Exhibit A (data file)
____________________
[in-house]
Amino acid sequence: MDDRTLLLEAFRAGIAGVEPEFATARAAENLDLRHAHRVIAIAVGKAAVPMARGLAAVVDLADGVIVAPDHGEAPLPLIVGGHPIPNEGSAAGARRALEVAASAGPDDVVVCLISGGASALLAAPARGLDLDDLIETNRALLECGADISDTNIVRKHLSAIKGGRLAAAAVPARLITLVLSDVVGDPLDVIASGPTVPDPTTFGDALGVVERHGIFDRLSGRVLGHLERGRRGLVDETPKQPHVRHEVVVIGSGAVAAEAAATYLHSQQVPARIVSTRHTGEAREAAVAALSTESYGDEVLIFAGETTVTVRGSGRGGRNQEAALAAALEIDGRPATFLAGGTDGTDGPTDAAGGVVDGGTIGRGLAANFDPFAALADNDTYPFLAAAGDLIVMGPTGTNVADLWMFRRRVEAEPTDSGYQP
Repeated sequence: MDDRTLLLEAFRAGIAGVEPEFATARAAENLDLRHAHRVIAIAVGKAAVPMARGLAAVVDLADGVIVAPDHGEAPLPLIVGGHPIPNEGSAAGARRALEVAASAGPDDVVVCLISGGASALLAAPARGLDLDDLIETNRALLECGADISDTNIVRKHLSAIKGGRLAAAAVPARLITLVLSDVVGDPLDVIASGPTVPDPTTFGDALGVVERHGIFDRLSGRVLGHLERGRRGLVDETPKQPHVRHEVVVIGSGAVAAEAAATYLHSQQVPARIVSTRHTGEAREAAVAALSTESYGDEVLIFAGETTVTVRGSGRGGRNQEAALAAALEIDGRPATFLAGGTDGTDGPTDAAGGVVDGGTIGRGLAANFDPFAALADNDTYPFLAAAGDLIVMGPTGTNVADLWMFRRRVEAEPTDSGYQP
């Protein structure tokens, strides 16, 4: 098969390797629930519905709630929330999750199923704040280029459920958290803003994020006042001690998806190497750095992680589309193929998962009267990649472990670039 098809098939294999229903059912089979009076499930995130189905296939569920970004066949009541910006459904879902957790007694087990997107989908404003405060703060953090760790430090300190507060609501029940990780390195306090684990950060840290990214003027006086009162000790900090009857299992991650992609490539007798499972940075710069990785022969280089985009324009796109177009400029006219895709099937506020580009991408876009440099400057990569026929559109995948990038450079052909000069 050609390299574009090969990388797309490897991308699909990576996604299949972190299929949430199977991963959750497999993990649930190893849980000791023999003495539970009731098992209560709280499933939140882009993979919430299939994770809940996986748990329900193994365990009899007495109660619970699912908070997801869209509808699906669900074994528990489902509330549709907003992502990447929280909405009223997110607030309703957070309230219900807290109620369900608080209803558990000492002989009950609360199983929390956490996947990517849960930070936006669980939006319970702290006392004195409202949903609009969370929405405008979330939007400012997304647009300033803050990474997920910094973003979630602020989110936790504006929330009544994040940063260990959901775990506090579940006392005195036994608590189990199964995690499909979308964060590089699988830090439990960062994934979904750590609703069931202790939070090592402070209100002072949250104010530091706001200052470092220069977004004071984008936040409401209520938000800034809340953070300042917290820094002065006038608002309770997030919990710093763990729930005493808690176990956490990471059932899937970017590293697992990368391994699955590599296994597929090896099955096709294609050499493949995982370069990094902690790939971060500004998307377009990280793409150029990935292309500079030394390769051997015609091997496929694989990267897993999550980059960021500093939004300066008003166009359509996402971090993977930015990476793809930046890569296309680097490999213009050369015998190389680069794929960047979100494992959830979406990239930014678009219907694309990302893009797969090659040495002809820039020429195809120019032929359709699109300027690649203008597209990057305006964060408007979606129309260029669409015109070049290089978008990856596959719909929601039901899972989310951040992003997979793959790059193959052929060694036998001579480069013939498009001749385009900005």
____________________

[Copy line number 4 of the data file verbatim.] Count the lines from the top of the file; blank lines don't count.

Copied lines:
């Protein structure tokens, strides 16, 4: 098969390797629930519905709630929330999750199923704040280029459920958290803003994020006042001690998806190497750095992680589309193929998962009267990649472990670039 098809098939294999229903059912089979009076499930995130189905296939569920970004066949009541910006459904879902957790007694087990997107989908404003405060703060953090760790430090300190507060609501029940990780390195306090684990950060840290990214003027006086009162000790900090009857299992991650992609490539007798499972940075710069990785022969280089985009324009796109177009400029006219895709099937506020580009991408876009440099400057990569026929559109995948990038450079052909000069 050609390299574009090969990388797309490897991308699909990576996604299949972190299929949430199977991963959750497999993990649930190893849980000791023999003495539970009731098992209560709280499933939140882009993979919430299939994770809940996986748990329900193994365990009899007495109660619970699912908070997801869209509808699906669900074994528990489902509330549709907003992502990447929280909405009223997110607030309703957070309230219900807290109620369900608080209803558990000492002989009950609360199983929390956490996947990517849960930070936006669980939006319970702290006392004195409202949903609009969370929405405008979330939007400012997304647009300033803050990474997920910094973003979630602020989110936790504006929330009544994040940063260990959901775990506090579940006392005195036994608590189990199964995690499909979308964060590089699988830090439990960062994934979904750590609703069931202790939070090592402070209100002072949250104010530091706001200052470092220069977004004071984008936040409401209520938000800034809340953070300042917290820094002065006038608002309770997030919990710093763990729930005493808690176990956490990471059932899937970017590293697992990368391994699955590599296994597929090896099955096709294609050499493949995982370069990094902690790939971060500004998307377009990280793409150029990935292309500079030394390769051997015609091997496929694989990267897993999550980059960021500093939004300066008003166009359509996402971090993977930015990476793809930046890569296309680097490999213009050369015998190389680069794929960047979100494992959830979406990239930014678009219907694309990302893009797969090659040495002809820039020429195809120019032929359709699109300027690649203008597209990057305006964060408007979606129309260029669409015109070049290089978008990856596959719909929601039901899972989310951040992003997979793959790059193959052929060694036998001579480069013939498009001749385009900005």